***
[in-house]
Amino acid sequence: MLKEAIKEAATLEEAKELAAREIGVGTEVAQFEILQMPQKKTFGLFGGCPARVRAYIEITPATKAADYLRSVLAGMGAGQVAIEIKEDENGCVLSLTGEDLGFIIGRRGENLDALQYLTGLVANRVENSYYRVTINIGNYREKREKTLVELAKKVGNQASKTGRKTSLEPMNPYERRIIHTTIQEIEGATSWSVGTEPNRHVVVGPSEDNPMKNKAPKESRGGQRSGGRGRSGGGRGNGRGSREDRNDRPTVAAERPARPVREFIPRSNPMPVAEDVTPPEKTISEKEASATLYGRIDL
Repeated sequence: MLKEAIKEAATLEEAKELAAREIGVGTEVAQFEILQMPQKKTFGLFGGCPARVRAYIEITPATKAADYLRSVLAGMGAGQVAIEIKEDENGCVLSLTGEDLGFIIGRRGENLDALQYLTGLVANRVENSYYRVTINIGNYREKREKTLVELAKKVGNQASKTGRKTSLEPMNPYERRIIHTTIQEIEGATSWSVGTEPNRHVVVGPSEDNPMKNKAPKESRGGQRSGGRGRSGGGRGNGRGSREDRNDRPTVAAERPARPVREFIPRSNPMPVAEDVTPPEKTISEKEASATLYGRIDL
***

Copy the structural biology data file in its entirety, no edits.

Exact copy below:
[in-house]
Amino acid sequence: MLKEAIKEAATLEEAKELAAREIGVGTEVAQFEILQMPQKKTFGLFGGCPARVRAYIEITPATKAADYLRSVLAGMGAGQVAIEIKEDENGCVLSLTGEDLGFIIGRRGENLDALQYLTGLVANRVENSYYRVTINIGNYREKREKTLVELAKKVGNQASKTGRKTSLEPMNPYERRIIHTTIQEIEGATSWSVGTEPNRHVVVGPSEDNPMKNKAPKESRGGQRSGGRGRSGGGRGNGRGSREDRNDRPTVAAERPARPVREFIPRSNPMPVAEDVTPPEKTISEKEASATLYGRIDL
Repeated sequence: MLKEAIKEAATLEEAKELAAREIGVGTEVAQFEILQMPQKKTFGLFGGCPARVRAYIEITPATKAADYLRSVLAGMGAGQVAIEIKEDENGCVLSLTGEDLGFIIGRRGENLDALQYLTGLVANRVENSYYRVTINIGNYREKREKTLVELAKKVGNQASKTGRKTSLEPMNPYERRIIHTTIQEIEGATSWSVGTEPNRHVVVGPSEDNPMKNKAPKESRGGQRSGGRGRSGGGRGNGRGSREDRNDRPTVAAERPARPVREFIPRSNPMPVAEDVTPPEKTISEKEASATLYGRIDL